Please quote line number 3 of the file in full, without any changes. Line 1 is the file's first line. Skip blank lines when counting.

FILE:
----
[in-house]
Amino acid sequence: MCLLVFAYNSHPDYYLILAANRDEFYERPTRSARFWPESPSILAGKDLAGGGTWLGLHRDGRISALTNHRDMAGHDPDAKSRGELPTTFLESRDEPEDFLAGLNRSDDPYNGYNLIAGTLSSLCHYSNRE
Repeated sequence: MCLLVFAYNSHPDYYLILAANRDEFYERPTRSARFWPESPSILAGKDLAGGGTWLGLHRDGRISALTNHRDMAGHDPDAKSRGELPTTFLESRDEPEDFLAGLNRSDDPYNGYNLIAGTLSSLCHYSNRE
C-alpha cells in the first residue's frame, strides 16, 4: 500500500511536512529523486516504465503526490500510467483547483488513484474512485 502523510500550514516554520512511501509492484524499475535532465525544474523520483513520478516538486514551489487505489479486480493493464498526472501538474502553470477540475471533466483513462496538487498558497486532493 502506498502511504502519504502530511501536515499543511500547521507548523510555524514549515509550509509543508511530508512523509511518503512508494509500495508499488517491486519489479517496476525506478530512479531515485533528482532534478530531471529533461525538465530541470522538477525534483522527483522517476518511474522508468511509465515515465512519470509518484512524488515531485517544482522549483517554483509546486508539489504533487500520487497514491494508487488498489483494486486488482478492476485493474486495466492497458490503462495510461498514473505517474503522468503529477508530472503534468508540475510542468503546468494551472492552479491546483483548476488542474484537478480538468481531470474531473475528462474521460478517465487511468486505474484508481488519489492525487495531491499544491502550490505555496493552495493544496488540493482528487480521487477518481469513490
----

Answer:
Repeated sequence: MCLLVFAYNSHPDYYLILAANRDEFYERPTRSARFWPESPSILAGKDLAGGGTWLGLHRDGRISALTNHRDMAGHDPDAKSRGELPTTFLESRDEPEDFLAGLNRSDDPYNGYNLIAGTLSSLCHYSNRE